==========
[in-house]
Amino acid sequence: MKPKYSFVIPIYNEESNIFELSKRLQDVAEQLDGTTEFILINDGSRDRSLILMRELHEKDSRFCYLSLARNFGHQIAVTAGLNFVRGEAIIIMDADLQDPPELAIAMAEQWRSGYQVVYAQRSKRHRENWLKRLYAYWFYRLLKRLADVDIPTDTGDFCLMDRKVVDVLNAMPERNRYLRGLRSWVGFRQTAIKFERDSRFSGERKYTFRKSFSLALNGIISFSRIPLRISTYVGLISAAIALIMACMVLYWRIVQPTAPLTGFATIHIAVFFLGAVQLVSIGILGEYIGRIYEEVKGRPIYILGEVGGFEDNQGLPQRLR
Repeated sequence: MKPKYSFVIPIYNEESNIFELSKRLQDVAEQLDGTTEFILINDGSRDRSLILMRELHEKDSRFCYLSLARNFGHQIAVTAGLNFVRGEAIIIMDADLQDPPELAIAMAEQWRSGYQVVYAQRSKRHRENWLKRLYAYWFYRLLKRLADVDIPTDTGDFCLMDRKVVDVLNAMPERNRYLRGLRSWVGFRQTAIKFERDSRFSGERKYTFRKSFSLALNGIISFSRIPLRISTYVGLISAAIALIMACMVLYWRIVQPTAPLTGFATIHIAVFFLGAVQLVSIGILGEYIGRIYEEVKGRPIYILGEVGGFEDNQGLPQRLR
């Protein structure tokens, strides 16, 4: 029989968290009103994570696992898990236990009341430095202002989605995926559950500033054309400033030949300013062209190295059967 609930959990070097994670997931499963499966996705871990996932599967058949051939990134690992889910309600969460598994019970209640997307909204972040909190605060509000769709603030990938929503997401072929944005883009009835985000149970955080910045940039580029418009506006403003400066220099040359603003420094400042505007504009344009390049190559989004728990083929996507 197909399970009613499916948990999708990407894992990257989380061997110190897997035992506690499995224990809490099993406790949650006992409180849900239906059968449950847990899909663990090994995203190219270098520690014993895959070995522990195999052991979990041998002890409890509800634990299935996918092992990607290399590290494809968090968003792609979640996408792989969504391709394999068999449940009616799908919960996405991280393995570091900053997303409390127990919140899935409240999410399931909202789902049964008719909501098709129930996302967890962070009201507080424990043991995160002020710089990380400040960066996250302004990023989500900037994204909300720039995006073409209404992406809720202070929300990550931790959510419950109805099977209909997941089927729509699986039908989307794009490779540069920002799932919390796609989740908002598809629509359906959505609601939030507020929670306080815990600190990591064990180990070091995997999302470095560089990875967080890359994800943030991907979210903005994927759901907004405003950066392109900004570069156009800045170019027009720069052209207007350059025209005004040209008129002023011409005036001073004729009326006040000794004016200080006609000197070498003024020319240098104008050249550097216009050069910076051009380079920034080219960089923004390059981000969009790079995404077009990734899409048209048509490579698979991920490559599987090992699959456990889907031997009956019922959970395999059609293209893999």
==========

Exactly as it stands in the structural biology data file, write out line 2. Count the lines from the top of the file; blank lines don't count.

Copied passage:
Amino acid sequence: MKPKYSFVIPIYNEESNIFELSKRLQDVAEQLDGTTEFILINDGSRDRSLILMRELHEKDSRFCYLSLARNFGHQIAVTAGLNFVRGEAIIIMDADLQDPPELAIAMAEQWRSGYQVVYAQRSKRHRENWLKRLYAYWFYRLLKRLADVDIPTDTGDFCLMDRKVVDVLNAMPERNRYLRGLRSWVGFRQTAIKFERDSRFSGERKYTFRKSFSLALNGIISFSRIPLRISTYVGLISAAIALIMACMVLYWRIVQPTAPLTGFATIHIAVFFLGAVQLVSIGILGEYIGRIYEEVKGRPIYILGEVGGFEDNQGLPQRLR